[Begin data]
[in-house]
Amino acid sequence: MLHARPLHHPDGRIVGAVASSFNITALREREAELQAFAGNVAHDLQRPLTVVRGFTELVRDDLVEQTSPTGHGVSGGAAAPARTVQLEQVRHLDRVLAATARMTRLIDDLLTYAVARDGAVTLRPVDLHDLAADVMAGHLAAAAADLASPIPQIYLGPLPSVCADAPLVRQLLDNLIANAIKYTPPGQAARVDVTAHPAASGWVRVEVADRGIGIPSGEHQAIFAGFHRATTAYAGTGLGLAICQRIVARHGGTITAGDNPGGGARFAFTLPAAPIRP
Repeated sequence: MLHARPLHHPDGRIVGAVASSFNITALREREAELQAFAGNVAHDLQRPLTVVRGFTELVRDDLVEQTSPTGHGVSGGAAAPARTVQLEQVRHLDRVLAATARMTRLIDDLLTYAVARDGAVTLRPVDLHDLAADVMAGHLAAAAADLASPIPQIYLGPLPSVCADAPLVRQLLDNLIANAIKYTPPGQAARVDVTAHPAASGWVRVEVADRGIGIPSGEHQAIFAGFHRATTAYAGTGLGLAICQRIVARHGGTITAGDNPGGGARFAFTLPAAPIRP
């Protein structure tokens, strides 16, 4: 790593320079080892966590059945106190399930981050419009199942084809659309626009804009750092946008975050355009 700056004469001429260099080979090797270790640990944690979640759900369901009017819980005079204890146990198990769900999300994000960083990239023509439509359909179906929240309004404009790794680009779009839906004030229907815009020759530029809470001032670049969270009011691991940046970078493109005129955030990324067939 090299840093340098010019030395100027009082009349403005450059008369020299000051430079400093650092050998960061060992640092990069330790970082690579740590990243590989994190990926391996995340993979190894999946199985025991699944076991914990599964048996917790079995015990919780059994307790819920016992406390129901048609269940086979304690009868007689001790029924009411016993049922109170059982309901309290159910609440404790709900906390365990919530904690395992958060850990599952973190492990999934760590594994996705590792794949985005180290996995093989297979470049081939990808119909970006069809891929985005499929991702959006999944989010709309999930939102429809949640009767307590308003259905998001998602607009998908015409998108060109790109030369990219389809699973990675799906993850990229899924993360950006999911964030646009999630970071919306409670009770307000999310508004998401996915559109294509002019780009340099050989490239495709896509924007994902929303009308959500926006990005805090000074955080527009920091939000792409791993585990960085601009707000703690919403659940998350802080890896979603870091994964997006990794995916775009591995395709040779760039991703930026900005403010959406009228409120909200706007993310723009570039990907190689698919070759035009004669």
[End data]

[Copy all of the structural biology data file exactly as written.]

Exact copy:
[in-house]
Amino acid sequence: MLHARPLHHPDGRIVGAVASSFNITALREREAELQAFAGNVAHDLQRPLTVVRGFTELVRDDLVEQTSPTGHGVSGGAAAPARTVQLEQVRHLDRVLAATARMTRLIDDLLTYAVARDGAVTLRPVDLHDLAADVMAGHLAAAAADLASPIPQIYLGPLPSVCADAPLVRQLLDNLIANAIKYTPPGQAARVDVTAHPAASGWVRVEVADRGIGIPSGEHQAIFAGFHRATTAYAGTGLGLAICQRIVARHGGTITAGDNPGGGARFAFTLPAAPIRP
Repeated sequence: MLHARPLHHPDGRIVGAVASSFNITALREREAELQAFAGNVAHDLQRPLTVVRGFTELVRDDLVEQTSPTGHGVSGGAAAPARTVQLEQVRHLDRVLAATARMTRLIDDLLTYAVARDGAVTLRPVDLHDLAADVMAGHLAAAAADLASPIPQIYLGPLPSVCADAPLVRQLLDNLIANAIKYTPPGQAARVDVTAHPAASGWVRVEVADRGIGIPSGEHQAIFAGFHRATTAYAGTGLGLAICQRIVARHGGTITAGDNPGGGARFAFTLPAAPIRP
């Protein structure tokens, strides 16, 4: 790593320079080892966590059945106190399930981050419009199942084809659309626009804009750092946008975050355009 700056004469001429260099080979090797270790640990944690979640759900369901009017819980005079204890146990198990769900999300994000960083990239023509439509359909179906929240309004404009790794680009779009839906004030229907815009020759530029809470001032670049969270009011691991940046970078493109005129955030990324067939 090299840093340098010019030395100027009082009349403005450059008369020299000051430079400093650092050998960061060992640092990069330790970082690579740590990243590989994190990926391996995340993979190894999946199985025991699944076991914990599964048996917790079995015990919780059994307790819920016992406390129901048609269940086979304690009868007689001790029924009411016993049922109170059982309901309290159910609440404790709900906390365990919530904690395992958060850990599952973190492990999934760590594994996705590792794949985005180290996995093989297979470049081939990808119909970006069809891929985005499929991702959006999944989010709309999930939102429809949640009767307590308003259905998001998602607009998908015409998108060109790109030369990219389809699973990675799906993850990229899924993360950006999911964030646009999630970071919306409670009770307000999310508004998401996915559109294509002019780009340099050989490239495709896509924007994902929303009308959500926006990005805090000074955080527009920091939000792409791993585990960085601009707000703690919403659940998350802080890896979603870091994964997006990794995916775009591995395709040779760039991703930026900005403010959406009228409120909200706007993310723009570039990907190689698919070759035009004669």